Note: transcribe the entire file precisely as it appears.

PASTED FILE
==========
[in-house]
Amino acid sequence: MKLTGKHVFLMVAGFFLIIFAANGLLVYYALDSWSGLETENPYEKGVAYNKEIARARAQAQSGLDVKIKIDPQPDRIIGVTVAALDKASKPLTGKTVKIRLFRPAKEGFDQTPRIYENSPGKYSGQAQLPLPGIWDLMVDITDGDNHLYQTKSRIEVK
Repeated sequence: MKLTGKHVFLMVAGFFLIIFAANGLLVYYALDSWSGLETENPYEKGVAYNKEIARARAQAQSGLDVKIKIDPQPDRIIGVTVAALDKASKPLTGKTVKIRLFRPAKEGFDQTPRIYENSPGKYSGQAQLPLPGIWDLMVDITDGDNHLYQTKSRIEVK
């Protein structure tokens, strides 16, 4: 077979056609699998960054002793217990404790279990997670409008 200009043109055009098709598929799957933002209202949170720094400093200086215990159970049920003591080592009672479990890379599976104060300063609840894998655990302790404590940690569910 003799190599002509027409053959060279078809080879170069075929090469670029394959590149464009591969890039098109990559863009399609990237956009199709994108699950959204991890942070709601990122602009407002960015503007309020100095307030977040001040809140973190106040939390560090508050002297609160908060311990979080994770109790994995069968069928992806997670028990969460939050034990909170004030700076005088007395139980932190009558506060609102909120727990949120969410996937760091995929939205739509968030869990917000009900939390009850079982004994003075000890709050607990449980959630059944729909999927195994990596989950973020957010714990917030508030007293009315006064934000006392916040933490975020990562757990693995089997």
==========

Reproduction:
[in-house]
Amino acid sequence: MKLTGKHVFLMVAGFFLIIFAANGLLVYYALDSWSGLETENPYEKGVAYNKEIARARAQAQSGLDVKIKIDPQPDRIIGVTVAALDKASKPLTGKTVKIRLFRPAKEGFDQTPRIYENSPGKYSGQAQLPLPGIWDLMVDITDGDNHLYQTKSRIEVK
Repeated sequence: MKLTGKHVFLMVAGFFLIIFAANGLLVYYALDSWSGLETENPYEKGVAYNKEIARARAQAQSGLDVKIKIDPQPDRIIGVTVAALDKASKPLTGKTVKIRLFRPAKEGFDQTPRIYENSPGKYSGQAQLPLPGIWDLMVDITDGDNHLYQTKSRIEVK
């Protein structure tokens, strides 16, 4: 077979056609699998960054002793217990404790279990997670409008 200009043109055009098709598929799957933002209202949170720094400093200086215990159970049920003591080592009672479990890379599976104060300063609840894998655990302790404590940690569910 003799190599002509027409053959060279078809080879170069075929090469670029394959590149464009591969890039098109990559863009399609990237956009199709994108699950959204991890942070709601990122602009407002960015503007309020100095307030977040001040809140973190106040939390560090508050002297609160908060311990979080994770109790994995069968069928992806997670028990969460939050034990909170004030700076005088007395139980932190009558506060609102909120727990949120969410996937760091995929939205739509968030869990917000009900939390009850079982004994003075000890709050607990449980959630059944729909999927195994990596989950973020957010714990917030508030007293009315006064934000006392916040933490975020990562757990693995089997």